Tide of history sinks salmon net fishers: A skill taken to Wales by monks more than 1,000 years ago is threatened with extinction, writes Michael Prestage

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The Independent Online
MORE THAN 1,000 YEARS after French monks first brought Seine netting techniques for catching salmon to the village of St Dogmaels at the mouth of the river Teifi in West Wales, the last three licensed fishermen are preparing to shoot their nets for the last time.

The salmon season finishes at the end of August and few expect the licences to be renewed. The reasons are manifold: the waters of the Teifi are now muddy-brown with pollution which makes salmon scarce; the licence fee has steadily risen and there are fears it will break the pounds 1,000 barrier next year; and nearby Cardigan, once a major fishing port, is now more concerned with attracting the boating fraternity on stretches of the river where the netsmen once plied their trade. Even seals rescued by a local sanctuary have developed a taste for salmon dinners.

The fishermen have also been forced to fight legal battles against those who blame them for declining salmon stocks - particularly the angling lobby, who will pay big money to take the fish with rod-and- line further upriver.

Alan Giles, chairman of the St Dogmaels Seine Net Fishermen's Association, said similar problems were faced by netsmen on other Welsh salmon rivers including the Towy and the Nevern. 'We are being forced out. It is becoming too expensive to consider fishing any more.'

Idris Edwards, 79, began net fishing for salmon 60 years ago when 60 men in the village could make a living catching the fish and buyers queued up to whisk the catch to London's Billingsgate market.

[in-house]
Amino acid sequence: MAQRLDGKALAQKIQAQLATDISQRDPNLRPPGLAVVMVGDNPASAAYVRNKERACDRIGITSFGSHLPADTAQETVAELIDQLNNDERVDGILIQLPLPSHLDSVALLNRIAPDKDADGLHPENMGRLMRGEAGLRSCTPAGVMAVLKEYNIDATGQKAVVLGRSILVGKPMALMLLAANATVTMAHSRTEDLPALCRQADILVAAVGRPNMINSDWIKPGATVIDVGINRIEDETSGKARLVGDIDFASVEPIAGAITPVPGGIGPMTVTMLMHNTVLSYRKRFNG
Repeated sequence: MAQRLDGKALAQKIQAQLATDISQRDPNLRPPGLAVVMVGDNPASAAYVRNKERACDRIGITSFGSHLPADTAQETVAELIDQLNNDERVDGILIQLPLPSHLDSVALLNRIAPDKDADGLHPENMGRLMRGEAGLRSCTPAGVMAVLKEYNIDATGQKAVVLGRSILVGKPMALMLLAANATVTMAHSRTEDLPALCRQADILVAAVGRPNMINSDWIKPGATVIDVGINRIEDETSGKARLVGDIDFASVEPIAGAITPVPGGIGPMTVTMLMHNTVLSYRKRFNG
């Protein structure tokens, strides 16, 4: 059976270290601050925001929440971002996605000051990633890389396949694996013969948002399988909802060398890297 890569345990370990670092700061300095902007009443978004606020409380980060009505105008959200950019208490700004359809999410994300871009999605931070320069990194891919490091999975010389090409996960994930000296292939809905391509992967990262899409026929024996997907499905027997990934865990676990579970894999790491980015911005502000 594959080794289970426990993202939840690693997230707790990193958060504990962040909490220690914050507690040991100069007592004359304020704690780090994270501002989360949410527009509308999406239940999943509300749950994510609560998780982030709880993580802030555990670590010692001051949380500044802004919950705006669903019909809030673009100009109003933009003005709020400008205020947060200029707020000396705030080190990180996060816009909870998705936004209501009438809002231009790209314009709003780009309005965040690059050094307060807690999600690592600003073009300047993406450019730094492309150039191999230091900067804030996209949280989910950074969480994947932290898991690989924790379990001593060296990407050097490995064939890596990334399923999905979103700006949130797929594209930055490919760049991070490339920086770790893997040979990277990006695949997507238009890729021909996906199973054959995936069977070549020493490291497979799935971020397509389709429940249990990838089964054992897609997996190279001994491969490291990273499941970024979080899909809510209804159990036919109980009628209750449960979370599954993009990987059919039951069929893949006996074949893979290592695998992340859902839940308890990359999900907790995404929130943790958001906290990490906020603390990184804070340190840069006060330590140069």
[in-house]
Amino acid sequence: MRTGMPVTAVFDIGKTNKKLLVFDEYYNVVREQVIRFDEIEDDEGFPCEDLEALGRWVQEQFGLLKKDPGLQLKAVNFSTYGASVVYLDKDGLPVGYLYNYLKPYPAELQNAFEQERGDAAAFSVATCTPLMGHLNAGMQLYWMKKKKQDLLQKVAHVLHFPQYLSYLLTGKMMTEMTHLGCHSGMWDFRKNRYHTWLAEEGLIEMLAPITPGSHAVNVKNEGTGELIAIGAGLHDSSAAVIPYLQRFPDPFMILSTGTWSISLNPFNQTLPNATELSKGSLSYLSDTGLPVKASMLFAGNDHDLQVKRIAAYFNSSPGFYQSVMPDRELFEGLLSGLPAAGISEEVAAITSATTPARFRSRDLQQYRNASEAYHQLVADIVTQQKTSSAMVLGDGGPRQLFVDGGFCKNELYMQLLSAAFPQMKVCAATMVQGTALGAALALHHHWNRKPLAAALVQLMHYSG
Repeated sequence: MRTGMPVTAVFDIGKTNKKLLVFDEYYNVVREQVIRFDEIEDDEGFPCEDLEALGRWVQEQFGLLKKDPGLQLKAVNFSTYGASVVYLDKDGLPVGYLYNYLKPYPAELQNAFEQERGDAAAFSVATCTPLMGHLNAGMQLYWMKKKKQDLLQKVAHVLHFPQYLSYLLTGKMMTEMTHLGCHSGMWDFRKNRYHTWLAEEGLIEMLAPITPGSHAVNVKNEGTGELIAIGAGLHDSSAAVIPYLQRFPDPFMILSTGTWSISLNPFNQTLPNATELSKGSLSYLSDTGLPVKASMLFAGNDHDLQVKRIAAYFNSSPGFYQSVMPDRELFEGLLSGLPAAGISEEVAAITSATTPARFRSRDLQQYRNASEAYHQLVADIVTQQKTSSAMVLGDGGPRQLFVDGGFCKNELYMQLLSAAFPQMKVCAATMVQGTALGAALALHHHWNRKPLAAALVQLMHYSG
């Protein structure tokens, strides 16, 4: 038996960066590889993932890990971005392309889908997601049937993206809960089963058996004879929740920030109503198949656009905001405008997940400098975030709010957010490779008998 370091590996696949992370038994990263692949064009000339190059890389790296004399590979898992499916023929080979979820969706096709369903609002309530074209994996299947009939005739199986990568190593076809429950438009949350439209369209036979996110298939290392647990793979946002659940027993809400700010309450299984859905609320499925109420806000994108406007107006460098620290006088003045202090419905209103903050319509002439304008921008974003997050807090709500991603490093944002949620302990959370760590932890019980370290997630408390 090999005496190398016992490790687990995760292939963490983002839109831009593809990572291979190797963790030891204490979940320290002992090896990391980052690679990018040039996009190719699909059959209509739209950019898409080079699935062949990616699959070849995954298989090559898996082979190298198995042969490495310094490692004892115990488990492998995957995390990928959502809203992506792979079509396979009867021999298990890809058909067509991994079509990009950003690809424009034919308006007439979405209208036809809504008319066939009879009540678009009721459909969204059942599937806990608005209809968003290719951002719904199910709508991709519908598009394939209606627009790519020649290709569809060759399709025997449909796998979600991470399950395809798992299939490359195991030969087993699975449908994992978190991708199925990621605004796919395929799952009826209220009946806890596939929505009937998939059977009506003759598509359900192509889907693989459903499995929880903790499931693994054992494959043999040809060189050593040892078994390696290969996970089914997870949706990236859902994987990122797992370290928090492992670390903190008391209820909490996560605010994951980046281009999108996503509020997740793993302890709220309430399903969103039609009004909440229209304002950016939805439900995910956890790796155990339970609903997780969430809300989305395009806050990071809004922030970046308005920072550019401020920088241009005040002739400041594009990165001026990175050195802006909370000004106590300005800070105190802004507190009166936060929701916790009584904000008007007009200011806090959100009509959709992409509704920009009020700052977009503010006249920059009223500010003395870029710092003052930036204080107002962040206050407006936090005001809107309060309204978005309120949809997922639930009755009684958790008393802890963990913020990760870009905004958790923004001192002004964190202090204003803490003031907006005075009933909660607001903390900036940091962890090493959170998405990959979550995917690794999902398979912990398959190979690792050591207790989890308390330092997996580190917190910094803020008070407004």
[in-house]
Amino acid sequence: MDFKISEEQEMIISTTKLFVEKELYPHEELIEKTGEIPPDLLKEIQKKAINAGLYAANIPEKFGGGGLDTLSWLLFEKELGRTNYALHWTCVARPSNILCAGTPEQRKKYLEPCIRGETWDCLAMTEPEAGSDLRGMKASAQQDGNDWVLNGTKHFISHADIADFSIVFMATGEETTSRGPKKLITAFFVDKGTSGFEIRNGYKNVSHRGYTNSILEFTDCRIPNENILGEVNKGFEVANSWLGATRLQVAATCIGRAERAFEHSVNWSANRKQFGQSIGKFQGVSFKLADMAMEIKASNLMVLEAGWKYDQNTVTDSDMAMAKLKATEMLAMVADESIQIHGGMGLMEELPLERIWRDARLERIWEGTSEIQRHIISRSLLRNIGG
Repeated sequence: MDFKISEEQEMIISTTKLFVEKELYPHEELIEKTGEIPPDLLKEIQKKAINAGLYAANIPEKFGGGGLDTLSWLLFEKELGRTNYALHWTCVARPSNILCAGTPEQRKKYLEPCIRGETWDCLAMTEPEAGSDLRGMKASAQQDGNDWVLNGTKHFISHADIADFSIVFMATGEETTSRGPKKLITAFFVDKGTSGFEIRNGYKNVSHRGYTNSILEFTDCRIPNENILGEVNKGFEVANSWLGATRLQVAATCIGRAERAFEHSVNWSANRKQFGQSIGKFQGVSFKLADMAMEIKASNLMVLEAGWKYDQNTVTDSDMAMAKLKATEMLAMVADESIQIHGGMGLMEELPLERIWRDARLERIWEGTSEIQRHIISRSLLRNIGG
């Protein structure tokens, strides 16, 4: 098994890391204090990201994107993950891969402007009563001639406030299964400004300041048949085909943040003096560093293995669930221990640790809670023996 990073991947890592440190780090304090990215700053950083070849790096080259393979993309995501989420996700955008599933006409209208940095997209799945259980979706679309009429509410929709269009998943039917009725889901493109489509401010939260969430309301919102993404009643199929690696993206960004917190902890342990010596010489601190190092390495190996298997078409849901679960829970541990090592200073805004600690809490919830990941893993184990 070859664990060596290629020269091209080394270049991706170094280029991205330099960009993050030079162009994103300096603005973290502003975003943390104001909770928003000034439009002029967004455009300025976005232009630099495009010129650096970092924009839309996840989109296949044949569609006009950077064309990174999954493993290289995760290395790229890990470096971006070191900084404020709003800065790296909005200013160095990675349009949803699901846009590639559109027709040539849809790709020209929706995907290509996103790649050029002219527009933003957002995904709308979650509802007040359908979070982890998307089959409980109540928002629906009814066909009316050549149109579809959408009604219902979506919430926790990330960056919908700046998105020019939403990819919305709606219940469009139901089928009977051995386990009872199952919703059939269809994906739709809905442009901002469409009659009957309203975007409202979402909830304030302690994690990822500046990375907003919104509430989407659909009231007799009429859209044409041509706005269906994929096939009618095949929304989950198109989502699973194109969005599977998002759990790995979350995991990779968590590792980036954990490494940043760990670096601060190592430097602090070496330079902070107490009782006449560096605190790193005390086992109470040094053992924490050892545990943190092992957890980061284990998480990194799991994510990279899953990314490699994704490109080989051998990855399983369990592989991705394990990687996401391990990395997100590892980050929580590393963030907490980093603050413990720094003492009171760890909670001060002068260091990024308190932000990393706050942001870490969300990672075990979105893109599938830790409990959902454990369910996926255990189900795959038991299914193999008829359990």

'Who knows where it has gone wrong: the fish are no longer here,' he said. 'People like to blame the net fishermen, but overfishing by us isn't the answer.'

Now the fishing is little more than a hobby for the remaining three licence holders and the crews that work with them. St Dogmaels is more the preserve of tourists and those who have second homes there. To the chagrin of the Welsh- speaking locals many of the newcomers are English.

At the Ferry Inn pub on the riverside, which proudly displays its Egon Ronay listing and where the locals would not dream of drinking, visitors pour on to the patio as Cyril Burton and his crew sail by plying their 200-yard nets behind them.

They then begin the laborious task of hauling in from the beach. What was once a major industry has become little more than a tourist attraction. For the visitors there were no fish to see as the nets were empty. All the crew caught was a dumped traffic cone.

Mr Burton, in line with the other fishermen, is reluctant to reveal a season's catch - though the National Rivers Authority has to be informed - but he admitted he has not yet recovered his pounds 400 licence fee. 'The end is near for the fishing and it will be a sad day. Much of the tradition of the village has already gone and this is another chapter closing.'

His son Derek, 27, said bitterly: 'Idris has fished this river all his life. Why can't we do the same? It's part of the life of the village. I don't want to make a lot of money from the fishing. I just want to be allowed to fish. The trouble is everything is stacked against us.'

(Photograph omitted)